Chinese frontrunner manufacturers and their advanced production lines will increase the global competitive pressure in high-tech industries, for instance in electronics and machinery. They will actively challenge the leadership of foreign manufacturers in the very industries that represent the key pillars of economic prosperity in many industrial countries. Foreign tech suppliers will initially greatly beneit from the smart manufacturing boom in China. China is currently still highly dependent on foreign technology to implement its ambitious upgrading plans. However, these market opportunities will sharply diminish within the next decade.
Chinese tech suppliers will become more sophisticated and will improve their products with the help of political support and protection. The Chinese state also increasingly pushes its tech suppliers and manufacturers to acquire essential technologies abroad in order to close the technology gap. These state-led foreign direct investments (FDI) could contribute to a hollowing out of the technological lead of industrial countries.
Enterprises, business associations and governments in Europe will now have to respond to the challenges of Chinese technology nationalism in manufacturing. The potential consequences of European political and industrial inaction arising from complacency about Europe’s advanced level of production and underestimation of the Chinese catch-up process are severe. For that reason, this report aims to present the characteristics of Chinese industrial policy on automation and digitisation as well as the challenges and options for European stakeholders. The report is based on an extensive examination of Chinese-language sources including policy documents, expert journals and newspaper articles.
The authors interviewed more than 60 experts from enterprises, associations and political positions during ield research in China and Europe. Additionally, the report is complemented by quantitative analyses of patent activities, subsidies and other categories.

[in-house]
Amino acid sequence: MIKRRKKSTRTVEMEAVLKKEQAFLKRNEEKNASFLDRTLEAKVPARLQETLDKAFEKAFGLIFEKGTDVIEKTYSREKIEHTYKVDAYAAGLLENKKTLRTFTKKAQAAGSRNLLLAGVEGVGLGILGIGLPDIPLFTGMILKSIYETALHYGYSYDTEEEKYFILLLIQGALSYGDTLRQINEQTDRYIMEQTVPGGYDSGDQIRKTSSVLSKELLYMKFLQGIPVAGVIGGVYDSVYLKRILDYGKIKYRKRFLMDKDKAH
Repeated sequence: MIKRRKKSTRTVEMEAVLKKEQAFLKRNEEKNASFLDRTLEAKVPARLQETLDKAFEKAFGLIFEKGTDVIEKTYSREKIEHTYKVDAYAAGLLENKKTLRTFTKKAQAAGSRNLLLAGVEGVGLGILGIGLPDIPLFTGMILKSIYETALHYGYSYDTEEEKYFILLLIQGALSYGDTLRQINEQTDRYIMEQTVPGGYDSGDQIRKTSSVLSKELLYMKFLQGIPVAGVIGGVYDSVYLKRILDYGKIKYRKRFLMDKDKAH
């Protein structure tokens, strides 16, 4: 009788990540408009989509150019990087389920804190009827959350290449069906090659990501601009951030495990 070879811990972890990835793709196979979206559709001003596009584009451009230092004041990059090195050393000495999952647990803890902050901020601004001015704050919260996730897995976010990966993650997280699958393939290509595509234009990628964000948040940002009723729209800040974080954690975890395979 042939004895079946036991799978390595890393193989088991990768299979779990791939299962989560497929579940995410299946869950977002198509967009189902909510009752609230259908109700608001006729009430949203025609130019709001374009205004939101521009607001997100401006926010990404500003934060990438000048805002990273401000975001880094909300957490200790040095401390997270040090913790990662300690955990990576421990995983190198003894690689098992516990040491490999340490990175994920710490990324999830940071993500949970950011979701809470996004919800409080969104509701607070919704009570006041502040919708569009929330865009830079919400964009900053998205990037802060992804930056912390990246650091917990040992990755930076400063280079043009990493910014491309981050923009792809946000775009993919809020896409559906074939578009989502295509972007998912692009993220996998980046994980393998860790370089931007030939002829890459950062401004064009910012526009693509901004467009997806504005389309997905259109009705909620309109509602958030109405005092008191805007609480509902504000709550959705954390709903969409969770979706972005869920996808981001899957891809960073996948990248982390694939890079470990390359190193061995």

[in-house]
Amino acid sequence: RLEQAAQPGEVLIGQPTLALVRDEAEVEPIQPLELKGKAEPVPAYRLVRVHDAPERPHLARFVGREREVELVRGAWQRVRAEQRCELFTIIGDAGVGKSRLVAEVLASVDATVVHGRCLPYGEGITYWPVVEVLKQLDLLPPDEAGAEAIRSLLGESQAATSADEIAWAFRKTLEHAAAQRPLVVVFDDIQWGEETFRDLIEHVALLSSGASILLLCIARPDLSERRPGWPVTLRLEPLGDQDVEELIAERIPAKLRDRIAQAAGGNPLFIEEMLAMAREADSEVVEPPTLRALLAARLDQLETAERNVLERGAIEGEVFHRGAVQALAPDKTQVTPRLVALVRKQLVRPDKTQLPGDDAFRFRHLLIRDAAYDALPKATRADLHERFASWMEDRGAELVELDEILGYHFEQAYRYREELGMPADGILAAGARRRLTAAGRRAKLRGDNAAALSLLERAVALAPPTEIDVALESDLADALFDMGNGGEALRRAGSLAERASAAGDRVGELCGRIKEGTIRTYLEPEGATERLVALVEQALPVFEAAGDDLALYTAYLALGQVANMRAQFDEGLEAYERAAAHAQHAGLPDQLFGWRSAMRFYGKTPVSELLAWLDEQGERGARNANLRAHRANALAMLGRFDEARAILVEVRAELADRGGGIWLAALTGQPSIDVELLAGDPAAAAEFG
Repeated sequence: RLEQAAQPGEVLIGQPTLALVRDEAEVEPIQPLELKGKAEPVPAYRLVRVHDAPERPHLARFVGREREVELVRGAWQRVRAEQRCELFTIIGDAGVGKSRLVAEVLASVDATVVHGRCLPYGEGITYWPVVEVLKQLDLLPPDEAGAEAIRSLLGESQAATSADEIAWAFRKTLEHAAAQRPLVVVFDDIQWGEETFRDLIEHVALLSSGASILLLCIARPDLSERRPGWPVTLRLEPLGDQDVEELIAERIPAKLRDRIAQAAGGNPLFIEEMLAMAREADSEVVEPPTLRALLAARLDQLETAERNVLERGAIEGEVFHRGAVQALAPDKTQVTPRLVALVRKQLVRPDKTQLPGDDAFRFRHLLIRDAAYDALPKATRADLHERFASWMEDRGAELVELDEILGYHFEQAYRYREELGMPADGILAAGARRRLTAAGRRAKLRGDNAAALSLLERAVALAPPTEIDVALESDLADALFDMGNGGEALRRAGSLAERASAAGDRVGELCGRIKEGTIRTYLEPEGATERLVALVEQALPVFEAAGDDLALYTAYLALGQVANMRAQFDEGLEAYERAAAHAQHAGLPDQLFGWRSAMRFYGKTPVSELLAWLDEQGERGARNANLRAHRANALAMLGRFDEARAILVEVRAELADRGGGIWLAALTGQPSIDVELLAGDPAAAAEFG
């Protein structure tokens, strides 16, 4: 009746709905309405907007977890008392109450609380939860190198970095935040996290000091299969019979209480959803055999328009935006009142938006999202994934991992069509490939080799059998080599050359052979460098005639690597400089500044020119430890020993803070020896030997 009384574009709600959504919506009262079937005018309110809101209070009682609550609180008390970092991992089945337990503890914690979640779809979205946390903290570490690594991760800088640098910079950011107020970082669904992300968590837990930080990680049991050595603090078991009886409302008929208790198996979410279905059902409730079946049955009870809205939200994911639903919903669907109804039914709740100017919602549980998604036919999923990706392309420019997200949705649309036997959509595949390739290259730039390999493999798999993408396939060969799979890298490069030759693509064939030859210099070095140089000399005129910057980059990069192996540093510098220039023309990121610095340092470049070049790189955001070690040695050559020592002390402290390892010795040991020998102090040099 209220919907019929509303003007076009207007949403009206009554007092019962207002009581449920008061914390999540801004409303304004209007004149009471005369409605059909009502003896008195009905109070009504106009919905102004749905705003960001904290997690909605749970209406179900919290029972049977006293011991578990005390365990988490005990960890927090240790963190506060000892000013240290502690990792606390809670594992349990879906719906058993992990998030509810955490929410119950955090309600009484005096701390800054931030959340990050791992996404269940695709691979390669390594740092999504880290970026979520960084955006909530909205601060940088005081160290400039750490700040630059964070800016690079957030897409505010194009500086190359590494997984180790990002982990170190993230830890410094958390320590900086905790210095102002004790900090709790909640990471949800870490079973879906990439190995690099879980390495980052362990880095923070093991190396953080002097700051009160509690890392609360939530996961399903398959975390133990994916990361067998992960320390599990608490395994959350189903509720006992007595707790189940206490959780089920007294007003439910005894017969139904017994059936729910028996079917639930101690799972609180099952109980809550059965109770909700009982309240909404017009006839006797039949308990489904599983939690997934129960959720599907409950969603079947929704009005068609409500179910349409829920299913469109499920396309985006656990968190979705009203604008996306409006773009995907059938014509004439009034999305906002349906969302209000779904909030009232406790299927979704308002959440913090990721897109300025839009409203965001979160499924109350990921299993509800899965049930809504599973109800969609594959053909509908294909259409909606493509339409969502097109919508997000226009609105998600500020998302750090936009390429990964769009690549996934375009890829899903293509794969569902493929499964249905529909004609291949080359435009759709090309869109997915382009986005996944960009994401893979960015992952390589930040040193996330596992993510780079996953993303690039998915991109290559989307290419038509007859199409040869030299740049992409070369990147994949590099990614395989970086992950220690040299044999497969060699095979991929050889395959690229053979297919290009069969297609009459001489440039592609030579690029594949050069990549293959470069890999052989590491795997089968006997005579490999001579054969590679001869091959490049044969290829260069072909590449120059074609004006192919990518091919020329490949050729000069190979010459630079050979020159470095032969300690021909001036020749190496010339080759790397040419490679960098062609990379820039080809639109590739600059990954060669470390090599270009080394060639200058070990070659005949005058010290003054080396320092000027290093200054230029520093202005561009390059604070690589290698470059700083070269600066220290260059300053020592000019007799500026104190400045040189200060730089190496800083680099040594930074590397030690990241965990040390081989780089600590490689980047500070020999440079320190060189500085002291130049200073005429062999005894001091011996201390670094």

The analysis will start with the paramount role of Made in China 2025 for industrial upgrading in China (Chapter 2). It then illustrates the advantages and limitations of this policy in catalysing the broad-scale application of smart manufacturing throughout the Chinese industrial sector (Chapter 3). Chapter 4 will show how smart manufacturing strengthens Chinese manufacturers. Chapter 5 assesses the trajectory of the increasing competitiveness of Chinese tech suppliers. The report will conclude with an overview of challenges for the economies and enterprises of industrial countries (Chapter 6) and will provide recommendations for European stakeholders in politics and business (Chapter 7).
Chinese frontrunner manufacturers will increase the global competitive pressure in high-tech industries.
13 MERICS | PAPERS ON CHINA No 2 | December 2016 Chapter 1 CONCEPTS AND KEY TERMS: SMART MANUFACTURING, INDUSTRY 4.0 AND INDUSTRIAL INTERNET Smart manufacturing refers to the use of automation and digitisation technology in industrial production and organisation. Historically, the innovation of production technologies has caused leaps in productivity and disruption in existing market structures. Industrial development has undergone three major revolutions: the 1st revolution in the late 18th century (“Industry 1.0”): mechanical production driven by steam and water power; the 2nd revolution in the late 19th century (“Industry 2.0”): electriication of machines and mass production; the 3rd revolution in the 1970s (“Industry 3.0”): industrial robots, programmable logic controllers and IT-based production management.
Production in industrial countries today mostly uses the tools and systems of the third revolution. Currently, a potential fourth disruption to global manufacturing, often called Industry 4.0 or Industrial Internet, is predicted. This technological change is characterised by the combination of advanced internet and communication technologies, embedded systems and intelligent machines. In so-called Cyber-Physical Systems, connected machines collect massive amounts of data through smart sensors, communicate with each other and independently make decisions. These systems create and analyse big data to optimise production processes and logistics.